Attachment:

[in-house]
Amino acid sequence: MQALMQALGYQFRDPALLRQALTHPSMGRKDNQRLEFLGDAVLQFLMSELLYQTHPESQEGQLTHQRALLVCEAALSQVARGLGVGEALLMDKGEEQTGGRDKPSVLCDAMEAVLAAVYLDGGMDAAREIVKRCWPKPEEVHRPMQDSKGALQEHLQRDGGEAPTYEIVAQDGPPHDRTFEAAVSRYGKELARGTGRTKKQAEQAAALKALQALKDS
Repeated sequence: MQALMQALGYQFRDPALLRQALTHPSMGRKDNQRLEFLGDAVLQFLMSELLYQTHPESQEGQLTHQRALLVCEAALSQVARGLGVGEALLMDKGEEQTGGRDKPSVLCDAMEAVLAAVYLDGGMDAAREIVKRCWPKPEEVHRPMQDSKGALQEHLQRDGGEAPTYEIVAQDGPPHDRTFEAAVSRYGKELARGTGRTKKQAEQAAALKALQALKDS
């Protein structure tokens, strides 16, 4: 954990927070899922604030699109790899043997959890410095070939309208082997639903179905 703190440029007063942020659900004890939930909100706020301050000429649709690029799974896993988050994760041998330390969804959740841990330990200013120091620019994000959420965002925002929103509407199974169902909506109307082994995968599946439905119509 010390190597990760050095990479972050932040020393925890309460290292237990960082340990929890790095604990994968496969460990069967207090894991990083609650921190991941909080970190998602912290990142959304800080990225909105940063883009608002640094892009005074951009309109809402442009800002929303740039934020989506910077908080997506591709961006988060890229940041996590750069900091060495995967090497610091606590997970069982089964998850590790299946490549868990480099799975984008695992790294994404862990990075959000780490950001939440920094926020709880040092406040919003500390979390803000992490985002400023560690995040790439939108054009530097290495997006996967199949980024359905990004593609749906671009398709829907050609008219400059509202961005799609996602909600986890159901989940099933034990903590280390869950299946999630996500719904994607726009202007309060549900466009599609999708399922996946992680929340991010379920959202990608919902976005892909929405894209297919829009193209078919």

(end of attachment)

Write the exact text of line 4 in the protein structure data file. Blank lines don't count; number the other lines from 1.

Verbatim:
């Protein structure tokens, strides 16, 4: 954990927070899922604030699109790899043997959890410095070939309208082997639903179905 703190440029007063942020659900004890939930909100706020301050000429649709690029799974896993988050994760041998330390969804959740841990330990200013120091620019994000959420965002925002929103509407199974169902909506109307082994995968599946439905119509 010390190597990760050095990479972050932040020393925890309460290292237990960082340990929890790095604990994968496969460990069967207090894991990083609650921190991941909080970190998602912290990142959304800080990225909105940063883009608002640094892009005074951009309109809402442009800002929303740039934020989506910077908080997506591709961006988060890229940041996590750069900091060495995967090497610091606590997970069982089964998850590790299946490549868990480099799975984008695992790294994404862990990075959000780490950001939440920094926020709880040092406040919003500390979390803000992490985002400023560690995040790439939108054009530097290495997006996967199949980024359905990004593609749906671009398709829907050609008219400059509202961005799609996602909600986890159901989940099933034990903590280390869950299946999630996500719904994607726009202007309060549900466009599609999708399922996946992680929340991010379920959202990608919902976005892909929405894209297919829009193209078919």